By. Susan Shelley originally published for Fox & Hound
Unless California is trying to break the Guinness World Record for tax evasion, it’s hard to see what will be accomplished by the plan put forward by Senate Leader Kevin de León to get around the new federal tax law’s limitation on the deduction for state and local taxes.
“This is legal,” de León insisted, and he could be right, right now. But there is plenty of evidence to suggest that he won’t be right for very long.
The plan, now introduced in the state Senate as Senate Bill 227, would create something called the California Excellence Fund within the state’s General Fund, and if taxpayers chose to make donations to that special fund, they would receive a credit against their state income tax liability equal to the amount of their donation.
The state would end up with the same amount of revenue, but the taxpayer would be better off because donations to the California Excellence Fund would be considered charitable contributions, deductible on federal tax returns. This would get around the new $10,000 limit on the deduction for state taxes.
De León’s contention that this is legal is based on an Internal Revenue Service Chief Counsel Advice Memo from February, 2011. CCA 201105010 states that the payment of cash to a state agency that creates a tax benefit is “not regarded as a return benefit that negates charitable intent.” So it’s an allowable charitable deduction.
However, the CCA memo also warns, “there may be unusual circumstances in which it would be appropriate to recharacterize a payment of cash or property that was, in form, a charitable contribution as, in substance, a satisfaction of tax liability.” In other words, the IRS reserves the right to disallow the deduction in “unusual circumstances.” Possibly one such circumstance would be the entire state of California trying to evade federal taxes at the same time.
Even if the IRS went along with it, Congress could easily change the law and limit or end the deductibility of donations to special funds with a state tax-credit connection.
Here’s where the intrigue begins.
Seventeen states currently offer state tax credits for donations to nonprofit organizations that provide vouchers for private schools. This gets around any prohibition on using public funds for private schools, especially religious private schools.
One of two things will likely happen as a result of de León’s proposal, should it become law: California will get away with it, because Congress doesn’t want to undermine the tax-credit scholarship funds in other states, or Congress will ban the tax-credit deduction entirely and California will have ruined it for everybody.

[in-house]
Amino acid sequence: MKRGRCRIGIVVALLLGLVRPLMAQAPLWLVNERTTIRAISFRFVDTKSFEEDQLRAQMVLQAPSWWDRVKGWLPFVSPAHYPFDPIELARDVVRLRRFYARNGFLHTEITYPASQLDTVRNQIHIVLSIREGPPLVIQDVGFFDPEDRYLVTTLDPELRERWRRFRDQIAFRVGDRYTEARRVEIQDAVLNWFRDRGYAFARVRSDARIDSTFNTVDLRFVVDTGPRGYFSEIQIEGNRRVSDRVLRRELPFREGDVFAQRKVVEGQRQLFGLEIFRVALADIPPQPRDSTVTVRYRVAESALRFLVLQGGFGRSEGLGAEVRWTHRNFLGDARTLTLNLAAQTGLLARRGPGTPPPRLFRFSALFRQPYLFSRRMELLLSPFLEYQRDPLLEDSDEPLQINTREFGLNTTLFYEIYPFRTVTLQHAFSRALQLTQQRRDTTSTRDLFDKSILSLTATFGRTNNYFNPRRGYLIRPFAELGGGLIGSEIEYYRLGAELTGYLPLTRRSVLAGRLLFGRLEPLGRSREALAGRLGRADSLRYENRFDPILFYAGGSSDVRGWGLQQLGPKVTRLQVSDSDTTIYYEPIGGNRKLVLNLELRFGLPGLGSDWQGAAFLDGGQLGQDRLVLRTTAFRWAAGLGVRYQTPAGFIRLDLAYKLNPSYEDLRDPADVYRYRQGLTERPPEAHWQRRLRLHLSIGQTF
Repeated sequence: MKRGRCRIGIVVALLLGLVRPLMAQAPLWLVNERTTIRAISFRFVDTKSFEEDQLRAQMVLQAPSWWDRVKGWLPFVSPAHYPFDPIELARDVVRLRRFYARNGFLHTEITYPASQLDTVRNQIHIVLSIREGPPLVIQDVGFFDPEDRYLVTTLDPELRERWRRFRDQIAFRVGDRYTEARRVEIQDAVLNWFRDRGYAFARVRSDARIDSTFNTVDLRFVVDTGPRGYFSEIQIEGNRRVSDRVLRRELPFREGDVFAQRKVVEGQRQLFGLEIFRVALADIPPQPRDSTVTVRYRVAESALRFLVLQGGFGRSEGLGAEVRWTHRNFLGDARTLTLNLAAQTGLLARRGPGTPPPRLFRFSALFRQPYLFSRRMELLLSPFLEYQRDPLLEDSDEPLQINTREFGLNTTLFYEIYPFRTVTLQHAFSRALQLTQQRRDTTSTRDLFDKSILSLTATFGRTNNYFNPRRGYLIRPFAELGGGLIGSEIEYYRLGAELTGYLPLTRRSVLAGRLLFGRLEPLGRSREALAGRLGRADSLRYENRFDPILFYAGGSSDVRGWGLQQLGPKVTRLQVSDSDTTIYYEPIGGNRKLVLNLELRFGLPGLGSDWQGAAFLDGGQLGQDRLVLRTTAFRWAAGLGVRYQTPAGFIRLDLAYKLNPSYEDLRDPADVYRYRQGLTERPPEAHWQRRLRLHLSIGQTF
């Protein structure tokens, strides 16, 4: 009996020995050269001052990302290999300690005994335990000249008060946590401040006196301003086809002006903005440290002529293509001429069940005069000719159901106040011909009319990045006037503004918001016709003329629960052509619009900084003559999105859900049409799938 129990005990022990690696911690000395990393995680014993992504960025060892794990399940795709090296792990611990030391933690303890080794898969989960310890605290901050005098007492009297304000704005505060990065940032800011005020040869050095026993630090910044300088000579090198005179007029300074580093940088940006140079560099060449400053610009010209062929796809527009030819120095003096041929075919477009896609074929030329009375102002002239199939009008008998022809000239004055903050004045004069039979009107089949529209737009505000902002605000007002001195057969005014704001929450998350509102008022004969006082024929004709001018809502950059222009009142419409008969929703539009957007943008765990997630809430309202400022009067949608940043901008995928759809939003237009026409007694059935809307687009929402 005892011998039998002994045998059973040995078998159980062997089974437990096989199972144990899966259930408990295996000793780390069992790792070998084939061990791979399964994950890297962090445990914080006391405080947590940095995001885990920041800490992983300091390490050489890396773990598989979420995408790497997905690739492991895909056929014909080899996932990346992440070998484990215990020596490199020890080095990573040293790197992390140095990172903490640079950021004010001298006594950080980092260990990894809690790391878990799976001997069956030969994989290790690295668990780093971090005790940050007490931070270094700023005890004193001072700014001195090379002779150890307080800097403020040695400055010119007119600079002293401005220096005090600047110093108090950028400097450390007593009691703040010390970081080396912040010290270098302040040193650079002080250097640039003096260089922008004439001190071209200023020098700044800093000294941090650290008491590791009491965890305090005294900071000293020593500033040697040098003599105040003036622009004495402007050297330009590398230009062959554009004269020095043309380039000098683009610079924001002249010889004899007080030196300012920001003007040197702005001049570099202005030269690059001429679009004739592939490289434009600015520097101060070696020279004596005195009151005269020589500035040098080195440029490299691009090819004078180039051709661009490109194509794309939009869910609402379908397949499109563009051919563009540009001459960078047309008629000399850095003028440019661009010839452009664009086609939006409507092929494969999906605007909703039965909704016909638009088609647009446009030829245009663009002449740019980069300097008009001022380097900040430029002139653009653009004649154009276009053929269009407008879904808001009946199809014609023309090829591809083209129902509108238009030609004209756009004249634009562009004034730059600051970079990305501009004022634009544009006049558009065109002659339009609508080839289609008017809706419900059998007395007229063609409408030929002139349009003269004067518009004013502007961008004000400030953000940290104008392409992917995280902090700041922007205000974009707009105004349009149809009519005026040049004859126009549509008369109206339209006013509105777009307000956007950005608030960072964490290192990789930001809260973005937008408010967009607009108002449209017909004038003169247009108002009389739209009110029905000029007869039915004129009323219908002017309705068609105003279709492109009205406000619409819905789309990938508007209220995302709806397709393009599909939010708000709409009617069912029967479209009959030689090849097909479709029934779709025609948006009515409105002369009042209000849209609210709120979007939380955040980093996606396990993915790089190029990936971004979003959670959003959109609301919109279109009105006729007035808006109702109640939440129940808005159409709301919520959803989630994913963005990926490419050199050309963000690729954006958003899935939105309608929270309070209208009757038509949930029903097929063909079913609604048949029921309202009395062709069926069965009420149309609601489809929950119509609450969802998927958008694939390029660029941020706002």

It’s always more interesting than it first appears, isn’t it?
The Institute on Taxation and Economic Policy estimated that the state tax credits for the voucher programs total $1 billion per year. In some cases, taxpayers can collect more in tax benefits than they donated.
Last summer, the Trump administration was reported to be considering expanding the tax-credit scholarship idea into a nationwide program. “It’s certainly part of our discussion,” Education Secretary Betsy DeVos told the Associated Press in August.
Of course, the public education establishment opposes taxpayer-funded vouchers for private schools, but there wasn’t much they could do about it. The courts upheld the tax-credit arrangement as legal.
It’s an understatement to say the public education lobby is very powerful in Sacramento. Are they cheering on de León’s proposal, waiting in the wings with their legal teams to argue that if California’s tax-credit-charitable-deduction plan is disallowed, all those tax-credit scholarship funds for private schools have to go, too?
Maybe Congress can thread the needle in a way that preserves the state tax-credit charitable deduction for school vouchers while banning California’s scheme to push all state tax payments through the same loophole. But before that happens, the IRS will probably send out a new CCA memo and start disallowing the deduction for “donations” of state tax payments in California.
The whole mess is likely headed for court, giving California politicians many months or years to posture and rant about “resistance.” Meanwhile, beleaguered taxpayers continue to suffer under the highest state taxes in the country, and all state lawmakers are doing about it is giving them sketchy tax advice.